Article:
Working inside the White House is not as glamorous and eventful as some popular TV shows make it out to be, former Obama administration staff members said at a recent panel discussion in Chicago.
“The truth of the matter is that not every single day is incredibly action packed in the White House,” said Elizabeth Jarvis-Shean, former White House research director.
Although Jarvis-Shean worked on issues she said she had a special interest in, such as the Affordable Care Act of 2010 and repealing "Don’t Ask, Don’t Tell," about 50 percent of her time consisted of “mundane” day-to-day assignments.
Some of her typical tasks included editing speeches or vetting somebody expected to stand on stage with the president, among other things, she said.
Also, White House staffers are not as witty as the characters on “The West Wing” TV show, said Chris Lu, former White House cabinet secretary.
“If you’ve seen ‘The West Wing’ TV show, you know the whole thing is walking and talking,” Lu said at the discussion, sponsored by the University of Chicago Institute of Politics. “You can’t walk and talk in the West Wing ... it is tiny in the White House.”
Movies and TV shows often make the White House appear much more internally coordinated than it actually is, Lu pointed out.
“There are far too many times when we are literally making it up as we go along,” he said.
Kenneth Walsh, chief White House correspondent for U.S. News & World Report, moderated Thursday’s talk.
When Walsh began covering the White House in May of 1986, he said he was excited and had a range of expectations.
But he experienced “abrupt revelations” when he got there.
For one thing, the White House press corridors have limited seats and cubicles, Walsh explained.
He said about 80 percent of his time is spent waiting for people, such as the president, the White House press secretary and other government officials.
“But it’s that last 15 to 20 percent of the time when you’re covering the most important story in the world that you’re really waiting for, and that’s what makes it all worthwhile,” he said.
Walsh asked the panelists what surprised them when they first got to the White House.
Jon Favreau, former director of speechwriting for President Barack Obama, said it was the “backwards” technology.
Obama’s presidential campaign revolutionized the use of technology and communications, he said, but staffers hit a technological wall upon entering the White House.
“We get to the White House and there are a bunch of old Gateway computers sitting at all of our desks,” he said.
The staff members were told they could not use Gmail, Facebook or Twitter, among other means of communication, for security reasons. And he said there were no laptop computers at first.
It was a nightmare, Favreau said, and a culture shock.
“You were like chained to your desk, and a lot of time also even your phone wasn’t picking up a signal in the White House,” he explained.
But technological strides have been made over the past four years. There’s now wireless internet and laptops, he said.
He later added, “Air Force One is absolutely as cool as you think it is,” to which audience members erupted with laughter.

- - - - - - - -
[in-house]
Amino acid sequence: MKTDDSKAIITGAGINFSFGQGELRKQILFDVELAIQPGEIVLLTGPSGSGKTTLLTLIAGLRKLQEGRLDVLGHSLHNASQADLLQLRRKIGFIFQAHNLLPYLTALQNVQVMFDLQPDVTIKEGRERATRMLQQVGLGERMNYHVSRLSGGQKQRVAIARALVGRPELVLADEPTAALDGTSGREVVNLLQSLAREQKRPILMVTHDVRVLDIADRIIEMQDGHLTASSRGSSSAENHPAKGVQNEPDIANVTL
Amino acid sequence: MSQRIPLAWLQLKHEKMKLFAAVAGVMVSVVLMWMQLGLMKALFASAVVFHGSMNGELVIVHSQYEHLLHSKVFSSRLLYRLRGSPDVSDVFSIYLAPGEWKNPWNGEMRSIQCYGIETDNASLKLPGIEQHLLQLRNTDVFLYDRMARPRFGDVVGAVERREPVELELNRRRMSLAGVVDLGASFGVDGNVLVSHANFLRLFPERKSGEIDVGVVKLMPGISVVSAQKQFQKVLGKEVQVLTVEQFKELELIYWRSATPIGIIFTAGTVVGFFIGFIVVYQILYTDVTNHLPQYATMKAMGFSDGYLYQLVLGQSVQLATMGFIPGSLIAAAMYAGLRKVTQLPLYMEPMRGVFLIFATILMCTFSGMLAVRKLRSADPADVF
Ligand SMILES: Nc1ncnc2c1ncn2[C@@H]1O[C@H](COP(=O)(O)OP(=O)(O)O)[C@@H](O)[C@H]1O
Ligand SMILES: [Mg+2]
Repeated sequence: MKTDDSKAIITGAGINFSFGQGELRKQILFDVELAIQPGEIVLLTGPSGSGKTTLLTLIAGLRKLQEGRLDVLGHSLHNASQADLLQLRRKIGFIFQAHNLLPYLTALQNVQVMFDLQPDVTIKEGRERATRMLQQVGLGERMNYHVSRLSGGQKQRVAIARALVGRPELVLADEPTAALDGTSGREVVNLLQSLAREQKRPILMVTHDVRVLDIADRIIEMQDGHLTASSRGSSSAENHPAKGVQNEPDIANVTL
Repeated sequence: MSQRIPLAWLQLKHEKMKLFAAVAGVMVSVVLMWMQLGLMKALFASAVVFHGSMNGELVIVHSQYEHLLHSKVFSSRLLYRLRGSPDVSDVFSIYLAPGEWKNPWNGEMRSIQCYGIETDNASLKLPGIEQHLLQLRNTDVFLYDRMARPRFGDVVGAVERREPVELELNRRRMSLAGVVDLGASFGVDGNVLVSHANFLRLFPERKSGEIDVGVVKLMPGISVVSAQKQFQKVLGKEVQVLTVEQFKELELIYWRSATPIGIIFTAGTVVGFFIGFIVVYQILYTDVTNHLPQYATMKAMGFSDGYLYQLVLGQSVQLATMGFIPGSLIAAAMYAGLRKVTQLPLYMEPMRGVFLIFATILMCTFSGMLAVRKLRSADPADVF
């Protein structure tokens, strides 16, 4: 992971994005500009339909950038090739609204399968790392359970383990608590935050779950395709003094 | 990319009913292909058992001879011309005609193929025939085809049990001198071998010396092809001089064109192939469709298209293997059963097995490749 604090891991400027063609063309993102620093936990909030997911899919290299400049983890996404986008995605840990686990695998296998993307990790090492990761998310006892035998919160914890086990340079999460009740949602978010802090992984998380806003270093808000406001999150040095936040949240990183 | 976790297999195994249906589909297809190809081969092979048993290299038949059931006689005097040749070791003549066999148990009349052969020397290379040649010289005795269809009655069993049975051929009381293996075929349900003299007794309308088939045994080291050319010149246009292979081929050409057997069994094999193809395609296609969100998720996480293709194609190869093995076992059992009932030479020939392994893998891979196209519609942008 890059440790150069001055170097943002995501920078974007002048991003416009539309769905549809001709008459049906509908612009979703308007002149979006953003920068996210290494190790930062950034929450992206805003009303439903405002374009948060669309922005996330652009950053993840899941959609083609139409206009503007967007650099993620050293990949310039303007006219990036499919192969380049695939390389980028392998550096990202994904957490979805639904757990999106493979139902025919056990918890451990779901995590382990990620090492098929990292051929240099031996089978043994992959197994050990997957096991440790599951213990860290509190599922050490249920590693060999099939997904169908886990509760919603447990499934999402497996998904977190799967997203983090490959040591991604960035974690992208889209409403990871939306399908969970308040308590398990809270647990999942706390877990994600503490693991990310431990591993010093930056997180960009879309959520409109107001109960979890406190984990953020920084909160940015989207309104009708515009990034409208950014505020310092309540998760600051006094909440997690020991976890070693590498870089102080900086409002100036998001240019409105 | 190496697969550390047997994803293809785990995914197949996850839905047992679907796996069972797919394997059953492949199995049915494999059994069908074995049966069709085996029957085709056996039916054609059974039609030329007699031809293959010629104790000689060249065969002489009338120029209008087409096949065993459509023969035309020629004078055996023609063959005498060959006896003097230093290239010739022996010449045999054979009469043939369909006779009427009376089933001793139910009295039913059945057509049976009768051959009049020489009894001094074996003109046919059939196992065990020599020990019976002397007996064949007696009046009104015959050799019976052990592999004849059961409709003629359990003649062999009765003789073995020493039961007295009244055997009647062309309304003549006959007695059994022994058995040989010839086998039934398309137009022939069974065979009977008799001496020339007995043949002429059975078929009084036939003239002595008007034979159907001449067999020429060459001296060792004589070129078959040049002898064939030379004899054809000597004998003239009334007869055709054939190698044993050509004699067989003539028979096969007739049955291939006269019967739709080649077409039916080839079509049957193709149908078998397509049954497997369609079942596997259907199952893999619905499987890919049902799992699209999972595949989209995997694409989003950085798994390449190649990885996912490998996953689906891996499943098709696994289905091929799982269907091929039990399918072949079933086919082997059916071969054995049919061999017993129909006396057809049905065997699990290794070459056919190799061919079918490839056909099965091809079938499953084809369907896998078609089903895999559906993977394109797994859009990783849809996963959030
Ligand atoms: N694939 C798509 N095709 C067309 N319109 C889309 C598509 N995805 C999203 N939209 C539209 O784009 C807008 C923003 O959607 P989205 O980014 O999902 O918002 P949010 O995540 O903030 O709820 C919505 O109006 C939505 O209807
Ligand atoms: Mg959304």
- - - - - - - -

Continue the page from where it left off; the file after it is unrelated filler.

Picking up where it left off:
Lu said he really wanted a microwave upon working at the White House. He was told he could not have one, however, because nothing more could be plugged into the wall outlets.
He said people don't take into account the building's age.
Most of the White House building is about 200 years old, Lu said. And the West Wing building is about 100 years old.
Jarvis-Shean said many of the offices in the White House are “teeny tiny.” Staffers are typically in a small office to themselves or in larger shared offices that are often cornered off from others, she said.
“When you combine that with the technology, it just slowed communication down,” she said.
Campaign staffers were accustomed to a rapid pace of exchanging information and making decisions with each other and then “all of a sudden you were physically separated by a wall or a building.”
The staffers also had to adjust to not having access to Google Chat and AOL Instant Messenger, among others modes of electronic communication.
“For the first couple of weeks you’re just like what happened? I can’t talk to anybody,” she said.
For Katie McCormick Lelyveld, former press secretary for First Lady Michelle Obama, her biggest surprise was the number of operations happening in a given day in the East Wing. The East Wing serves as the First Family's home, but it also includes offices and a museum that sees thousands of visitors a day.
In order to go to a meeting on the other side of the building, McCormick Lelyveld said she would have to walk through the hundreds of guests.
“Then you have the girls coming home from school. You have Mrs. Obama coming home from an event,” she said. “That’s also all happening on top of tours, on top of guests on top of office space.”
The former Obama staffers also reflected on the president's first months in office.
The president was hit with a financial crisis and other pressing issues as soon as he came in the door, which took the administration off the domestic agenda the president campaigned on, Lu said.
“It was literally every single time we tried to do something, you got hit off stride by something else happening,” he said.
He cited the earthquakes in Haiti and Japan, the BP oil spill, Hurricane Sandy, the Arab Spring, droughts and tornadoes as just some of the unplanned events.
And pirates, Favreau chimed in.
“The vast majority of the time that we were occupied, [it was with] all the other stuff that was coming up that you had never planned for,” Lu said.